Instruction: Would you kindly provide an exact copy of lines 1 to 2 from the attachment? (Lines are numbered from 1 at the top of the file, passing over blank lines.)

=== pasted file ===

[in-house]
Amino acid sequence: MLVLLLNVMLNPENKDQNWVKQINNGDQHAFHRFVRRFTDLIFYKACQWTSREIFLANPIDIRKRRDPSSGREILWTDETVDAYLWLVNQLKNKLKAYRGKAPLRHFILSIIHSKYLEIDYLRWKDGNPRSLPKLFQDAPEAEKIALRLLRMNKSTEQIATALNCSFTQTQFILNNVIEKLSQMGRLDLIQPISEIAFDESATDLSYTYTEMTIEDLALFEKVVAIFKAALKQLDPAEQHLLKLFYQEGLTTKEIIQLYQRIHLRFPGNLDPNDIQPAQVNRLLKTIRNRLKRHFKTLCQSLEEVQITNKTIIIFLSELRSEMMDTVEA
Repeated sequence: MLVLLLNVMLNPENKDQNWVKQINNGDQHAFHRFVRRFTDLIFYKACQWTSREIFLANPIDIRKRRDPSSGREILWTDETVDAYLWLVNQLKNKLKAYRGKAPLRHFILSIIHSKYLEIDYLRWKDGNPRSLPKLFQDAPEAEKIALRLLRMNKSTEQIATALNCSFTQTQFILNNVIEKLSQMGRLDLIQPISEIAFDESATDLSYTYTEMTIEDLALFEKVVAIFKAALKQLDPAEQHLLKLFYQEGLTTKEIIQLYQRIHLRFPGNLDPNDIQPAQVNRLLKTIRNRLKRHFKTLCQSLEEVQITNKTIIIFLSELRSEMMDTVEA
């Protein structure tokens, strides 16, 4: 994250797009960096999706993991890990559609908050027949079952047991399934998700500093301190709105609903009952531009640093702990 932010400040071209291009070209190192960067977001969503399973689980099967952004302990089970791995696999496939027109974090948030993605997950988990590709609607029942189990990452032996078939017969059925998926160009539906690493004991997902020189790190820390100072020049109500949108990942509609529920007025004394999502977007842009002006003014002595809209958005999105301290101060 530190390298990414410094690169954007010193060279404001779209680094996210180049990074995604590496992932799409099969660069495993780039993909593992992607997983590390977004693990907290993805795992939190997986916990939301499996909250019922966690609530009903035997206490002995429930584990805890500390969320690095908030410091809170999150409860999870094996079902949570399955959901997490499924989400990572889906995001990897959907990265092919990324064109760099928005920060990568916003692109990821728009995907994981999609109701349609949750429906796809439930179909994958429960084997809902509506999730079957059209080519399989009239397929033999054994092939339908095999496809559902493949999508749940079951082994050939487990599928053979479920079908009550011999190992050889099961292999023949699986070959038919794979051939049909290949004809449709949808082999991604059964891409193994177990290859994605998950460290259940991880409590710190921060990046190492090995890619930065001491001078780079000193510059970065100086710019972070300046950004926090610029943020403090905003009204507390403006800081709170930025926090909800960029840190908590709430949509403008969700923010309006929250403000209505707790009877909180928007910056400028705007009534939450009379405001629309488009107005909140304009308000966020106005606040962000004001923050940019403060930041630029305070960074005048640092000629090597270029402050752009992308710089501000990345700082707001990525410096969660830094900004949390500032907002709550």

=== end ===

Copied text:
[in-house]
Amino acid sequence: MLVLLLNVMLNPENKDQNWVKQINNGDQHAFHRFVRRFTDLIFYKACQWTSREIFLANPIDIRKRRDPSSGREILWTDETVDAYLWLVNQLKNKLKAYRGKAPLRHFILSIIHSKYLEIDYLRWKDGNPRSLPKLFQDAPEAEKIALRLLRMNKSTEQIATALNCSFTQTQFILNNVIEKLSQMGRLDLIQPISEIAFDESATDLSYTYTEMTIEDLALFEKVVAIFKAALKQLDPAEQHLLKLFYQEGLTTKEIIQLYQRIHLRFPGNLDPNDIQPAQVNRLLKTIRNRLKRHFKTLCQSLEEVQITNKTIIIFLSELRSEMMDTVEA